My dear brothers and sisters in Christ:
The beginning of a new year is a time for resolutions, trying to lead a more virtuous life or break the habit of a pernicious vice. The problem with many new year's resolutions is that people often tend to lose their willpower or simply forget about them very quickly. That can easily be seen by the increased attendance at health clubs for several days after the first of the year, but within a few weeks the numbers are back to usual!
So now that we are a couple of weeks into 2014, but while the calendar is still fresh, let me suggest a resolution that requires conscientious perseverance and persistent effort. Actually, the idea comes from one of the themes that Pope Francis has addressed several times since he was elected as the Bishop of Rome and our Holy Father, namely, avoiding the vicious vice of gossip, which Pope Francis has repeatedly denounced as a "form of murder."
In his homily at his morning Mass on May 18, 2013 at the Domus Sanctae Marthae, the residence where he lives in Vatican City, Pope Francis spoke about how gossip by Christians is a "slap" to Jesus "in the person of his children." Gossip, the pope said, "is destructive to the church."
The Holy Father returned to this theme on Sept. 2, 2013, when he said, "Where there is God, there is no hate, envy or jealousy. Nor are there those who want to kill with gossip." He said that gossip is a weapon and it threatens the human community every day; it sows envy, jealousy and power struggles. It has even caused murder. Therefore, discussing peace must take into account the evil that can be done with one's tongue. That person in a community who gossips against his or her neighbor is, in a sense, killing him.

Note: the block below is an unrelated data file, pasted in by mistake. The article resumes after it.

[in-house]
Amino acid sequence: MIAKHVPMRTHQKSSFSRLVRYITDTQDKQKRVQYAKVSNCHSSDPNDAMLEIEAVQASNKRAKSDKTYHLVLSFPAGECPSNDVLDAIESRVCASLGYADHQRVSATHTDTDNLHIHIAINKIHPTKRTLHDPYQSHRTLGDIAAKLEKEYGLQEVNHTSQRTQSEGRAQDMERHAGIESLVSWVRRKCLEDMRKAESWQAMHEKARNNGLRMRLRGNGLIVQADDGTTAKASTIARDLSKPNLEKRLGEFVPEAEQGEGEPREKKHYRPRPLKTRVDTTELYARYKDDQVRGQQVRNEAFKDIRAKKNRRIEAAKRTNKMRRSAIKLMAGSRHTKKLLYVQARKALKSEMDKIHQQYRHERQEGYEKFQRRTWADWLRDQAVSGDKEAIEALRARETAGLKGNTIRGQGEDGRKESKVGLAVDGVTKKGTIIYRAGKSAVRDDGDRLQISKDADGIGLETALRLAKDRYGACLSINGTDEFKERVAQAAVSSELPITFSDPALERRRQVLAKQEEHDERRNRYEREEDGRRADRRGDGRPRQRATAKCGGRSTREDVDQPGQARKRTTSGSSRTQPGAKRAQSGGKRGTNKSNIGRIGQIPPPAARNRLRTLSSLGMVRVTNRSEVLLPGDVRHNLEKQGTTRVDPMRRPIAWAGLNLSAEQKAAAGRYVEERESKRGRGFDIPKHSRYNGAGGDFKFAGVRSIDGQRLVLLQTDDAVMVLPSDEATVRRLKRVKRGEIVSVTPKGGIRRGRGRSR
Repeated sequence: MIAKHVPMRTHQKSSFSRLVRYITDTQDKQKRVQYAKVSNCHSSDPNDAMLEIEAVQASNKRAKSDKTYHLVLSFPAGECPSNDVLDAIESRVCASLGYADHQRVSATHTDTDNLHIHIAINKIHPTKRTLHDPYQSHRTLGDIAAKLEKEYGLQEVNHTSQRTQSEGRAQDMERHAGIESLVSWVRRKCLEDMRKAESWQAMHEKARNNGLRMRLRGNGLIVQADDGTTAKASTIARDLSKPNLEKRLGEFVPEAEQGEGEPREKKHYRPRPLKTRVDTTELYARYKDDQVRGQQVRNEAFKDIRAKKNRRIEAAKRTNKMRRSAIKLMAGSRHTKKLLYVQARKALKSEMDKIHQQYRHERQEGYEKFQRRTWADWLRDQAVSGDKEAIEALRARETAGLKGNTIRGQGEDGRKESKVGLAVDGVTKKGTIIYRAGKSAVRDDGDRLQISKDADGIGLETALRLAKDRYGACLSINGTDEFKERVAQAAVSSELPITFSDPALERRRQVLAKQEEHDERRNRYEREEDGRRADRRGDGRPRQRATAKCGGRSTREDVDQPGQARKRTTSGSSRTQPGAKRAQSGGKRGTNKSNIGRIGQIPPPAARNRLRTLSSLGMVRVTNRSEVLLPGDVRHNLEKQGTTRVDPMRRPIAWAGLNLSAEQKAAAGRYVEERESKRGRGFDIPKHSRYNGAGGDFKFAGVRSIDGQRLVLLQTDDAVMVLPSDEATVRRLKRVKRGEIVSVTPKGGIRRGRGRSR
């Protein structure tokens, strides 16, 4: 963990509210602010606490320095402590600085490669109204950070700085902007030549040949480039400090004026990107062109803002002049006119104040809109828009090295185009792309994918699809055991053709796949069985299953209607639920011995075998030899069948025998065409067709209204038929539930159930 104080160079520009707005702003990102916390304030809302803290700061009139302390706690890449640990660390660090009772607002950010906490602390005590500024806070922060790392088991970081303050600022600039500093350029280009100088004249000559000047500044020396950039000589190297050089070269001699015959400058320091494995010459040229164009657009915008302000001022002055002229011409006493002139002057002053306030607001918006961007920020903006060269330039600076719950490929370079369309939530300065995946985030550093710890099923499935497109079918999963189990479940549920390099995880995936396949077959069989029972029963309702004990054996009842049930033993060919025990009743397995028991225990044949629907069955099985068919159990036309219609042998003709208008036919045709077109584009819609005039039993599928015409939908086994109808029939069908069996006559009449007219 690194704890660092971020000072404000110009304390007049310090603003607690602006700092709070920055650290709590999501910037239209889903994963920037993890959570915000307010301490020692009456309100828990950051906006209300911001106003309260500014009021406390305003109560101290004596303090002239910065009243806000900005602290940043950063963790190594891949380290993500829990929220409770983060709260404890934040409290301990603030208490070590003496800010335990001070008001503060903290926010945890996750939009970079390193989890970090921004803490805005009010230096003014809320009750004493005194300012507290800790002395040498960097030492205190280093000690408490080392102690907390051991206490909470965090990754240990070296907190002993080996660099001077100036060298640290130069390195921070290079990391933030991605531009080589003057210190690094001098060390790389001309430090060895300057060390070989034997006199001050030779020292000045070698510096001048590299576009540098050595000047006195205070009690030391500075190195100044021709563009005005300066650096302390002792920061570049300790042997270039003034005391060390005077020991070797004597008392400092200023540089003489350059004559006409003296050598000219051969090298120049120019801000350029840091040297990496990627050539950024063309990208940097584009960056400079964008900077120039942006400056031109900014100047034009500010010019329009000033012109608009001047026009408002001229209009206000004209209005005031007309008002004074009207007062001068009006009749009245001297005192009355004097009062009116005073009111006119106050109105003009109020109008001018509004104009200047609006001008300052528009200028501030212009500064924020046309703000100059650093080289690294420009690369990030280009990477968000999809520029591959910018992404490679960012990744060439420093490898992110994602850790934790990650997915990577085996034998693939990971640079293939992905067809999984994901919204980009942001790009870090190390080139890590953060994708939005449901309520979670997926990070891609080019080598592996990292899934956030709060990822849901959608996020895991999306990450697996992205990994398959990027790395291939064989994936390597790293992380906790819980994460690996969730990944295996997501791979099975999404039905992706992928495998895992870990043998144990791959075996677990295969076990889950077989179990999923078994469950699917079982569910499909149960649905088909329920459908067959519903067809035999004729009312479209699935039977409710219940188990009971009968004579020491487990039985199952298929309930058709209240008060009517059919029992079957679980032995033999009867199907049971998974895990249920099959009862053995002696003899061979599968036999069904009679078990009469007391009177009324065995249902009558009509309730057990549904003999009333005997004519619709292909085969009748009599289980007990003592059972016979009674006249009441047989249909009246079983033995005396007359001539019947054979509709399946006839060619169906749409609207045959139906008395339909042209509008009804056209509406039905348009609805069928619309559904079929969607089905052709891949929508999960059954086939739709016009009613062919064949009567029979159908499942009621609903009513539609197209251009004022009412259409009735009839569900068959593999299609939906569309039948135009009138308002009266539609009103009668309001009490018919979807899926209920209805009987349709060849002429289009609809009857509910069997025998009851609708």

"The Apostle John," the pope said, "in chapter 3 of his First Letter, verse 15, tells us that anyone who hates his brother is a murderer." The pope immediately added, "We are used to gossip, to spreading rumors, and we often transform our communities as well as our family into 'hell' where this kind of crime that leads to killing one's brother and sister with one's tongue is manifest."
Similarly, in his homily on Sept. 13, 2013, Pope Francis warned that "gossip always has a criminal side to it. There is no such thing as innocent gossip." Quoting St. James the Apostle, the pope said the tongue is to be used to praise God, "but when we use our tongue to speak ill of our brother or sister, we are using it to kill God, the image of God in our brother." The Holy Father said that "if we ever gossip, we are certainly persecutors and violent." He then asked for grace "so that we and the entire church may convert from the crime of gossip to love, to humility, to meekness, to docility, to the generosity of love towards our neighbor."
Pope Francis addressed this topic yet again last month on Dec. 21, 2013, in his Christmas address to the Roman Curia, the administrative governing body of the Vatican. The Holy Father emphasized three hallmarks by which the Vatican personnel should conduct themselves: professionalism, service, and holiness of life. Referring to the last of these, holiness of life, the Holy Father said that, "in the hierarchy of values, this is the most important. Indeed, it is basic for the quality of our work, our service."
After saying that holiness "means a life immersed in the Spirit, a heart open to God, constant prayer, deep humility and fraternal charity in our relationships with our fellow workers," Pope Francis added, "Holiness, in the Curia, also means conscientious objection. Yes, conscientious objection to gossip! We rightfully insist on the importance of conscientious objection, but perhaps we too need to exercise it as a means of defending ourselves from an unwritten law of our surroundings, which unfortunately is that of gossip. So let us all be conscientious objectors; and mind you, I am not simply preaching! For gossip is harmful to people, harmful to our work and our surroundings."
Pope Francis has given us a real challenge, but if we follow his advice and avoid the vice of gossip throughout the year, we can make our families, our schools, our places of work, our government and our communities of faith more loving and charitable places of peace and harmony.
May God give us this grace. Amen.